There is a way to achieve this which is quite simple, but I wouldn't suggest it is a good approach for an app you are going to let other people see. But if you had some developer need to show the console and windows forms at the same time, it can be done quite easily.

This method also supports showing only the Console window, but does not support showing only the Windows Form - i.e. the Console will always be shown. You can only interact (i.e. receive data - Console.ReadLine(), Console.Read()) with the console window if you do not show the windows forms; output to Console - Console.WriteLine() - works in both modes.

This is provided as is; no guarantees this won't do something horrible later on, but it does work.

Project steps

Start from a standard Console Application.

Mark the Main method as [STAThread]

Add a reference in your project to System.Windows.Forms

Add a Windows Form to your project.

Add the standard Windows start code to your Main method:

End Result

You will have an application that shows the Console and optionally windows forms.

Sample Code

Program.cs

using System;
using System.Collections.Generic;
using System.Linq;
using System.Text;
using System.Windows.Forms;

namespace ConsoleApplication9 {
    class Program {

        [STAThread]
        static void Main(string[] args) {

            if (args.Length > 0 && args[0] == "console") {
                Console.WriteLine("Hello world!");
                Console.ReadLine();
            }
            else {
                Application.EnableVisualStyles(); 
                Application.SetCompatibleTextRenderingDefault(false);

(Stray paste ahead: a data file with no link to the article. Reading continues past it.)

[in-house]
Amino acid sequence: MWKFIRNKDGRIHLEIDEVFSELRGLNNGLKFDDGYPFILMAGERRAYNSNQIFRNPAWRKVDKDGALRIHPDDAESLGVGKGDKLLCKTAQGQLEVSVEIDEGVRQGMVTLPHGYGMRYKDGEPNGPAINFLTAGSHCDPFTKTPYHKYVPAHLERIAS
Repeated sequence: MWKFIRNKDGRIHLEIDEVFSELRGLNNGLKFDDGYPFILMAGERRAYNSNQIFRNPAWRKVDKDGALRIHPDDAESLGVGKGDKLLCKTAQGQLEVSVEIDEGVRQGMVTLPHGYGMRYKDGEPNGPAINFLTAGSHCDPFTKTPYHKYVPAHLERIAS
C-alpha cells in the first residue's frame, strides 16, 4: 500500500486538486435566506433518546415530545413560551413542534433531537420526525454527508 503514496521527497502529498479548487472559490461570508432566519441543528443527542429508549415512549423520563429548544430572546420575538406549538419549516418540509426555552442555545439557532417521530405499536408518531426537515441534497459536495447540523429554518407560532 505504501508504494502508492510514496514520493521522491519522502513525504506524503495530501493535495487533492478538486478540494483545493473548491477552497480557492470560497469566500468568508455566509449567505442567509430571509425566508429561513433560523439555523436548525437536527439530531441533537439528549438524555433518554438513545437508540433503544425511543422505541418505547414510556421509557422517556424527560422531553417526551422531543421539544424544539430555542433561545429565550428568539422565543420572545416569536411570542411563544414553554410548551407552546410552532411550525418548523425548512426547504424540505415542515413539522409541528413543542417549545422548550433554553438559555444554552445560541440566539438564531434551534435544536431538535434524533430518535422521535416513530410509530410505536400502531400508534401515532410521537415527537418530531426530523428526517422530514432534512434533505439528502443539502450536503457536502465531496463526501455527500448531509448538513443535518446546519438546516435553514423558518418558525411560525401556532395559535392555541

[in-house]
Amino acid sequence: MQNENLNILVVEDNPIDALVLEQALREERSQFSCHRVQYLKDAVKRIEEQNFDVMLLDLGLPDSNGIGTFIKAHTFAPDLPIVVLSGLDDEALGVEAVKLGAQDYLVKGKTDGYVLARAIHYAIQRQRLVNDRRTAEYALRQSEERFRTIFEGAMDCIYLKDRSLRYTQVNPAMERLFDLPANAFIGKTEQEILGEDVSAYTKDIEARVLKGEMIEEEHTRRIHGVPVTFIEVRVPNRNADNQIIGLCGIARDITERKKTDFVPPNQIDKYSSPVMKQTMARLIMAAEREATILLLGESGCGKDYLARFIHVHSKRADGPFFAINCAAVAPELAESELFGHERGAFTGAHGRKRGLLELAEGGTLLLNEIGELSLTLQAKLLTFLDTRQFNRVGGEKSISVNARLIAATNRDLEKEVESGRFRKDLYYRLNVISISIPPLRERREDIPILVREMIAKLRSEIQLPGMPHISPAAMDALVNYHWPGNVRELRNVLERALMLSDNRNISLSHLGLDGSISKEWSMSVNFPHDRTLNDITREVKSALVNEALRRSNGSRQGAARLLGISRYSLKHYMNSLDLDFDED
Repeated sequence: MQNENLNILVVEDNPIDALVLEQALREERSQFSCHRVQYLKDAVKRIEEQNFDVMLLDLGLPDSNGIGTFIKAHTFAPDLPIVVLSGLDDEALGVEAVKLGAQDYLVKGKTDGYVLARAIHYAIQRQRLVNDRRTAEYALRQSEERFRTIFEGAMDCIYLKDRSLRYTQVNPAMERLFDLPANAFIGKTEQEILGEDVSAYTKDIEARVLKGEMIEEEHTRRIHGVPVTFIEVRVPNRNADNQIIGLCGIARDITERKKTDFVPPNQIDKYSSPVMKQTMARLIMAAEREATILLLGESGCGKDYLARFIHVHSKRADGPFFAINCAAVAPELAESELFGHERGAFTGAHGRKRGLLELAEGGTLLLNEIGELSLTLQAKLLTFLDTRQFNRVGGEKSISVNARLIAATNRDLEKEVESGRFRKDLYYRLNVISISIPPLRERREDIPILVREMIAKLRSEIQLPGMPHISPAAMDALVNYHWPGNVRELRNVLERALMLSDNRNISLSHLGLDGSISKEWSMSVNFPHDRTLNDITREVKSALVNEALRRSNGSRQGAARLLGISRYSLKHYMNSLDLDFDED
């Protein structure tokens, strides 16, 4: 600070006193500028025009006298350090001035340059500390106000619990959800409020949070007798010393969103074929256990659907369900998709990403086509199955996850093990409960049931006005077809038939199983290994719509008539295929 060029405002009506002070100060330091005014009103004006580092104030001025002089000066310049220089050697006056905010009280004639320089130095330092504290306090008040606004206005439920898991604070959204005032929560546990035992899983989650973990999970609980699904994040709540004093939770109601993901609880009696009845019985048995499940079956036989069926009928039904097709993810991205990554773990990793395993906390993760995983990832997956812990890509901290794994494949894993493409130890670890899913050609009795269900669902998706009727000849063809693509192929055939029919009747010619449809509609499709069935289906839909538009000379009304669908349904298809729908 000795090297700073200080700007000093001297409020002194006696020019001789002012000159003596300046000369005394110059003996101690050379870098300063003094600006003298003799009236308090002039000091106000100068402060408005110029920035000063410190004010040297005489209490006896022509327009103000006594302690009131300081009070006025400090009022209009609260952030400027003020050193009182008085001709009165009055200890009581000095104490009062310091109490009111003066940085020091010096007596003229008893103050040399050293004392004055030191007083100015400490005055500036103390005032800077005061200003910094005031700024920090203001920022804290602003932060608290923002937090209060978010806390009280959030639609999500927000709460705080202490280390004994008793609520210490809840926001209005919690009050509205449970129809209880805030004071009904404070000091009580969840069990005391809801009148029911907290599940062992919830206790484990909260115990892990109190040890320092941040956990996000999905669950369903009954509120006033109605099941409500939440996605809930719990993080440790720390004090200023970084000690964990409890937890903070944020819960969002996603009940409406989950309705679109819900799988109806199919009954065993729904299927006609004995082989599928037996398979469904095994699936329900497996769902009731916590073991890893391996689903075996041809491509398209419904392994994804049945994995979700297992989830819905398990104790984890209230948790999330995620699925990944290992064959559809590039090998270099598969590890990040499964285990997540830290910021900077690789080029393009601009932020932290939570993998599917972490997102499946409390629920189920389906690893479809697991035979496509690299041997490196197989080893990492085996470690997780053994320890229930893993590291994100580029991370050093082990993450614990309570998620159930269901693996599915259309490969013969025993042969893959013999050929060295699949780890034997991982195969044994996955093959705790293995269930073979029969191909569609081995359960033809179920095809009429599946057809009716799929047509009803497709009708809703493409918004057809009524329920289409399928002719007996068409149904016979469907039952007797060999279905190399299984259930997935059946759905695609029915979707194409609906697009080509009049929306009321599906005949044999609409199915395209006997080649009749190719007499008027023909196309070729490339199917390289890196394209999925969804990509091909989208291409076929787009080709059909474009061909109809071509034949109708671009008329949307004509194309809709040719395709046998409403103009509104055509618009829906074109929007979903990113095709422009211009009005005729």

Application.Run(new Form1());
            }
        }
    }
}

Form1.cs

using System;
using System.Collections.Generic;
using System.ComponentModel;
using System.Data;
using System.Drawing;
using System.Linq;
using System.Text;
using System.Windows.Forms;

namespace ConsoleApplication9 {
    public partial class Form1 : Form {
        public Form1() {
            InitializeComponent();
        }

        private void Form1_Click(object sender, EventArgs e) {
            Console.WriteLine("Clicked");
        }
    }
}
share|improve this answer
    
nice code here. but how do you disable showing the console if you want to sell or deploy or something else.??? –  r4ccoon Sep 20 '09 at 21:50
    
@r4ccoon - you can't. But you can easily move all your code to a normal Windows app. –  Sam Meldrum Dec 3 '10 at 9:22
    
Well, IMHO a simpler way to achieve the same effect is to create a Windows Forms Project as usual, then right click it in the Solution Explorer -> Properties, and change Output Type to Console Application. (edit: now I've realised it's basically ICR's answer) –  kamilk Jan 2 '13 at 11:22
    
Nice Step by step Answer –  Jeson Park Jun 24 '13 at 9:15
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Easiest way is to start a WinForms application, go to settings and change the type to a console application.

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Application -> output type: Console Application. Did it for me! –  Lodewijk Mar 22 at 20:54
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In wind32, console-mode applications are a completely different beast from the usual message-queue-receiving applications. They are declared and compile differently. You might create an application which has both a console part and normal window and hide one or the other. But suspect you will find the whole thing a bit more work than you thought.

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Check this source code out: http://reg2run.svn.sourceforge.net/viewvc/reg2run/trunk/ManualConsole.cs?view=markup (project 'reg2run')

All commented code used to create a console in windows app, currently uncommented - to hide the console in console app

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Actually AllocConsole with SetStdHandle in a GUI application might be a safer approach. The problem with the "console hijacking" already mentioned, is that the console might not be a foreground window at all, (esp. considering the influx of new window managers in Vista/Windows 7) among other things.